But one has to wonder if Diamond has read The Statues that Walked. In the book we discuss how fallen statue positions, kinds of breakage, statue shapes with a forward center of mass, as well as statue modifications made between quarry and placement on platforms can only be explained by vertical movement. As archaeologist and colleague on the island Sergio Rapu (who has studied statues his whole life and has a M.A. degree in archaeology) taught us, the statues were “engineered to move.” Oral traditions have long insisted that they “walked.” And while some have shown that it is possible to move a statue horizontally on a contraption of logs, (as Diamond posits they were moved) such a method completely ignores the direct and unambiguous evidence provided by the statues themselves.
But there is much better news awaiting readers who might want “to imagine it” themselves. In recent experiments funded by National Geographic and fully filmed, we “walked” a multi-ton replica of an actual statue (one found along an ancient transport road). Moving a statue in a standing position is not only possible; it’s relatively easy and can be done with a small group of people using only ropes. Our experiment will be highlighted in a forthcoming NOVA-National Geographic television special to be broadcast on PBS in the spring of 2012. Then the rest of the world will see what we have seen—the statues of Easter Island walking upright! Stay tuned!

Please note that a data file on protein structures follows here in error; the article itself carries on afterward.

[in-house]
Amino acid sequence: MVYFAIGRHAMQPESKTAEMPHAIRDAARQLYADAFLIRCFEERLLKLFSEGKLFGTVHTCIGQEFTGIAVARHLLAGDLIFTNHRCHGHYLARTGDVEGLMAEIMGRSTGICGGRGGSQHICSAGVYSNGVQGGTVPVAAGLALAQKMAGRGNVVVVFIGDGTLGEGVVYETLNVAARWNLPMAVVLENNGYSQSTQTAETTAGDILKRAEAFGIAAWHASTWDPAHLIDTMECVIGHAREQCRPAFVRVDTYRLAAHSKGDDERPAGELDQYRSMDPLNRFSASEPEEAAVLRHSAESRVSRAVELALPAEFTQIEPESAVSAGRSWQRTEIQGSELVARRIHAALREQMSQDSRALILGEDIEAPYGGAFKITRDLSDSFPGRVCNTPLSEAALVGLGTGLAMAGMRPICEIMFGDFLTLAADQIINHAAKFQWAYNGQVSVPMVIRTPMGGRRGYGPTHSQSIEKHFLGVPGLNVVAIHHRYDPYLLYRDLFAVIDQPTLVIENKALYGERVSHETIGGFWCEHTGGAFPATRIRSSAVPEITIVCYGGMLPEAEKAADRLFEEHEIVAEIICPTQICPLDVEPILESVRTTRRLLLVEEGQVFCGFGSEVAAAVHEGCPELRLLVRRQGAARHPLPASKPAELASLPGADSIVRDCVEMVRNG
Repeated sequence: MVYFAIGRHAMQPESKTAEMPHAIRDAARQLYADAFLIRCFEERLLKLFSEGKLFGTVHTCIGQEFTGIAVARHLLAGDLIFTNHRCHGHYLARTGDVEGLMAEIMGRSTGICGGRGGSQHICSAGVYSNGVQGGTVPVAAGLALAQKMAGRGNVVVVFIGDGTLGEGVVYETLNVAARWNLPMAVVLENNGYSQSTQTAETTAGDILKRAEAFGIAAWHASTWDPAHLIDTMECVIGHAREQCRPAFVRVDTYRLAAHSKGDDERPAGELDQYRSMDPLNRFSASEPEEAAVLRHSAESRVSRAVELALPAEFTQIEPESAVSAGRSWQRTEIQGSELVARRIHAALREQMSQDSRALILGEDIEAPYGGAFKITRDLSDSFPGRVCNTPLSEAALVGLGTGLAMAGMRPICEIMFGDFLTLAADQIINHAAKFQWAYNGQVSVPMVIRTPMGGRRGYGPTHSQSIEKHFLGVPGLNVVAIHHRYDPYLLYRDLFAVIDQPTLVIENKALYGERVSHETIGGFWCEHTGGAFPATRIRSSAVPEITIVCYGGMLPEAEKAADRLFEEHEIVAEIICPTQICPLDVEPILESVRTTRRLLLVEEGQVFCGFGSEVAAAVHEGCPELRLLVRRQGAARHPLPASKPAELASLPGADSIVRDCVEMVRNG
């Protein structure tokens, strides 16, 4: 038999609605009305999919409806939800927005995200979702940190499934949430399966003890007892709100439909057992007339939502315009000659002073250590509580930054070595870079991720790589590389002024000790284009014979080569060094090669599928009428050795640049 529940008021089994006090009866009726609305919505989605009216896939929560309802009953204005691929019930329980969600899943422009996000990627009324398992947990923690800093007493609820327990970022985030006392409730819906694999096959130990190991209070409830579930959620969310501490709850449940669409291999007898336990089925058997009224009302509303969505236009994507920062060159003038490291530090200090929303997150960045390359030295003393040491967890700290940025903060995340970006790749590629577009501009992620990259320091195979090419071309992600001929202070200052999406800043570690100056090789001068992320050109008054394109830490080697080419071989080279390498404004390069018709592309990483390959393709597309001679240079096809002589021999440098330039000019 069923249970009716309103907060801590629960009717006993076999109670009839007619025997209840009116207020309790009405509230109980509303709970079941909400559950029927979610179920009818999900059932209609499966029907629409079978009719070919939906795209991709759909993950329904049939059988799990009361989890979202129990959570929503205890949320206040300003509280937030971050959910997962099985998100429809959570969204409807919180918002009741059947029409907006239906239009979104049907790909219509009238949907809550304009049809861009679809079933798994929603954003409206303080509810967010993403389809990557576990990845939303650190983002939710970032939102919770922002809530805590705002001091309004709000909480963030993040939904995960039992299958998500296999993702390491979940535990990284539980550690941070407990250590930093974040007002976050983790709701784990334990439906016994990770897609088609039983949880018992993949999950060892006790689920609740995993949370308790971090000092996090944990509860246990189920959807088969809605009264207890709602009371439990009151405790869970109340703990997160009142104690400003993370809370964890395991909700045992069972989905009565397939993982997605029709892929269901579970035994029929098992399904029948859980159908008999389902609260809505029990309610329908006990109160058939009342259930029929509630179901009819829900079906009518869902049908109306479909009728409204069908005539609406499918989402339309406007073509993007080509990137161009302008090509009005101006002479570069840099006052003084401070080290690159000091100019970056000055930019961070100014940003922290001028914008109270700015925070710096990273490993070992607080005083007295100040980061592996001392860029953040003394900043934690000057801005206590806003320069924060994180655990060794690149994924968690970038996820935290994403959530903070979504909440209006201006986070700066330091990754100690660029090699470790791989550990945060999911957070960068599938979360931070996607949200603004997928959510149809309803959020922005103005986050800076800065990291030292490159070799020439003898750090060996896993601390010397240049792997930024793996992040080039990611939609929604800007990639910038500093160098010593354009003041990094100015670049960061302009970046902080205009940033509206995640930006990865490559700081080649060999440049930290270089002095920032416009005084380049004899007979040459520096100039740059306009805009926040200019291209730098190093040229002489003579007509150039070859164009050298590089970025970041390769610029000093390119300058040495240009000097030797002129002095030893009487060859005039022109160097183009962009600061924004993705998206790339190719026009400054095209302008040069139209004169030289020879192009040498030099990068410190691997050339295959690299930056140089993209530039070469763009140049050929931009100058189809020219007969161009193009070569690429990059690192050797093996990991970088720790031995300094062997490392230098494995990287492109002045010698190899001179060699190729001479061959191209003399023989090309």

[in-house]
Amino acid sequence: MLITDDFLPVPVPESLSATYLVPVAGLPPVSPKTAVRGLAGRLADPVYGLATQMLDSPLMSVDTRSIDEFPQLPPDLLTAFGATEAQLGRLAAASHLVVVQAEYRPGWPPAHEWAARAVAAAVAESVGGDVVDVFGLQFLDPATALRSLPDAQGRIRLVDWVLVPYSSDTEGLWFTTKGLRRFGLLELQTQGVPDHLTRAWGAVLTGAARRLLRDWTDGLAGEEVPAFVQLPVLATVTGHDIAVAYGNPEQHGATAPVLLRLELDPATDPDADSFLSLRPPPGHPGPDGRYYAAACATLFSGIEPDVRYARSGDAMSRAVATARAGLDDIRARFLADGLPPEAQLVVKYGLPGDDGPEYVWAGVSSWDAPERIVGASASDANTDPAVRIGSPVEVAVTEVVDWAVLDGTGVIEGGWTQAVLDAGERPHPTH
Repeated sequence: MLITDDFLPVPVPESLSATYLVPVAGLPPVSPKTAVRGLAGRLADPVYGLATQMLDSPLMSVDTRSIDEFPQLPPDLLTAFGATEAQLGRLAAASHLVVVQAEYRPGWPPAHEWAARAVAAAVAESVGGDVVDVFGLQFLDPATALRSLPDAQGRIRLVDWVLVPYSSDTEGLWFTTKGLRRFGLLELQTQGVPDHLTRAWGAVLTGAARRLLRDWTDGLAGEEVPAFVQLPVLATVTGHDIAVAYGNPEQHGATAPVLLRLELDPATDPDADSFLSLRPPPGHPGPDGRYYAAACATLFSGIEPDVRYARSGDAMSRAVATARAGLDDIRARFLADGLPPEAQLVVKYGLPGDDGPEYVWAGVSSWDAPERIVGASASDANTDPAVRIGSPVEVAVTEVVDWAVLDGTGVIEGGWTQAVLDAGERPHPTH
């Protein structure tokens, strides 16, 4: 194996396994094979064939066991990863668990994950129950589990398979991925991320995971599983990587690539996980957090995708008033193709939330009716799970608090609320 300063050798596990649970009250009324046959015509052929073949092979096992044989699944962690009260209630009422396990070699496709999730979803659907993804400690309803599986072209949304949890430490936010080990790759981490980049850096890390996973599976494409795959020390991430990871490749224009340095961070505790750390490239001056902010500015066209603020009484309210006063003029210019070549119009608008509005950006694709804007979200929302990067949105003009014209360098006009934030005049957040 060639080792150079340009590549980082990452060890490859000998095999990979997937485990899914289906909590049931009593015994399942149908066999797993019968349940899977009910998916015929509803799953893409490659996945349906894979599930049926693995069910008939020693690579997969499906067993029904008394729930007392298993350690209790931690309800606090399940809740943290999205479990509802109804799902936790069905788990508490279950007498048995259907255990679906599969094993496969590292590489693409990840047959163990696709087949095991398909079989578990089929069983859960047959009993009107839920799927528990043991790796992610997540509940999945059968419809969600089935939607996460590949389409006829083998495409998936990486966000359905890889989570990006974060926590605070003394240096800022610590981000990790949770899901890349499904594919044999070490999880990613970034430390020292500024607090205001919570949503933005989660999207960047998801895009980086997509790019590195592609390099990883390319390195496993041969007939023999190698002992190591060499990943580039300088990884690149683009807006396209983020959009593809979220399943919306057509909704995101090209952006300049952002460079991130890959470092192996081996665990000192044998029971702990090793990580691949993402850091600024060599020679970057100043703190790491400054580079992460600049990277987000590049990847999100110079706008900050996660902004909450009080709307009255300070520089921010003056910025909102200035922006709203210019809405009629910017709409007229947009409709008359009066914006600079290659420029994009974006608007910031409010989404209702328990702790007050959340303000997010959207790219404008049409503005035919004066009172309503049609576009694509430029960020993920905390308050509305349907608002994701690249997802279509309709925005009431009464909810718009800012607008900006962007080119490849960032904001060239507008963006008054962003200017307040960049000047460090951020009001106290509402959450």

Collapse only after European Contact
Again Diamond makes an appeal to authority in lieu of reference to evidence. He mistakenly says we relied on only one source (Peiser, who does not even appear in our book’s bibliography—again, did he read our book?) who, he points out, has not done any work on the island. Let us also note once again that Diamond has not conducted any field work on the island. Nor to our knowledge has one of Diamond’s proclaimed “leading experts,” Paul Bahn, done any field studies on the island.